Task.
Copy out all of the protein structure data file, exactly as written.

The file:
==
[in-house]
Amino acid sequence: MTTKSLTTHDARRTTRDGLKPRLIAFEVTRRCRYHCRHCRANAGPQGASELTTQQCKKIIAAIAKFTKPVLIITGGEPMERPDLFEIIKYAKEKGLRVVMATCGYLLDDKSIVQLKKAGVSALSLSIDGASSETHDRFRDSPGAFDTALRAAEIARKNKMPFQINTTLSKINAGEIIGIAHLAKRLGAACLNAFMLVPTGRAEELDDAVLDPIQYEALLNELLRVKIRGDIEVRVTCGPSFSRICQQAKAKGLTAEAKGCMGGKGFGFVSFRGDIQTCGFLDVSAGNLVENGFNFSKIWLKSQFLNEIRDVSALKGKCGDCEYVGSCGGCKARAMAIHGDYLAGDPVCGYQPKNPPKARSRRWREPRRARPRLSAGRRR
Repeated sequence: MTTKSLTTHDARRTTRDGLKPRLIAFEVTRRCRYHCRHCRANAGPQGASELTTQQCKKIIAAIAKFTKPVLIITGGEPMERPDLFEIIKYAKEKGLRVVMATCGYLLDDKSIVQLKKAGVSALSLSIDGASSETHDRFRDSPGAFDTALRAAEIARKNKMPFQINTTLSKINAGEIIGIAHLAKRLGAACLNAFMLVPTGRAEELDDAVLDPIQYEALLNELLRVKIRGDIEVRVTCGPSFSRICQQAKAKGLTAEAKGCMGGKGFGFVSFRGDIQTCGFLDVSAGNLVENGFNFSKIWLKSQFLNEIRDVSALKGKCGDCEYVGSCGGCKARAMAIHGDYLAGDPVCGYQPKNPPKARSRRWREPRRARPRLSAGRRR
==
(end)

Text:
[in-house]
Amino acid sequence: MTTKSLTTHDARRTTRDGLKPRLIAFEVTRRCRYHCRHCRANAGPQGASELTTQQCKKIIAAIAKFTKPVLIITGGEPMERPDLFEIIKYAKEKGLRVVMATCGYLLDDKSIVQLKKAGVSALSLSIDGASSETHDRFRDSPGAFDTALRAAEIARKNKMPFQINTTLSKINAGEIIGIAHLAKRLGAACLNAFMLVPTGRAEELDDAVLDPIQYEALLNELLRVKIRGDIEVRVTCGPSFSRICQQAKAKGLTAEAKGCMGGKGFGFVSFRGDIQTCGFLDVSAGNLVENGFNFSKIWLKSQFLNEIRDVSALKGKCGDCEYVGSCGGCKARAMAIHGDYLAGDPVCGYQPKNPPKARSRRWREPRRARPRLSAGRRR
Repeated sequence: MTTKSLTTHDARRTTRDGLKPRLIAFEVTRRCRYHCRHCRANAGPQGASELTTQQCKKIIAAIAKFTKPVLIITGGEPMERPDLFEIIKYAKEKGLRVVMATCGYLLDDKSIVQLKKAGVSALSLSIDGASSETHDRFRDSPGAFDTALRAAEIARKNKMPFQINTTLSKINAGEIIGIAHLAKRLGAACLNAFMLVPTGRAEELDDAVLDPIQYEALLNELLRVKIRGDIEVRVTCGPSFSRICQQAKAKGLTAEAKGCMGGKGFGFVSFRGDIQTCGFLDVSAGNLVENGFNFSKIWLKSQFLNEIRDVSALKGKCGDCEYVGSCGGCKARAMAIHGDYLAGDPVCGYQPKNPPKARSRRWREPRRARPRLSAGRRR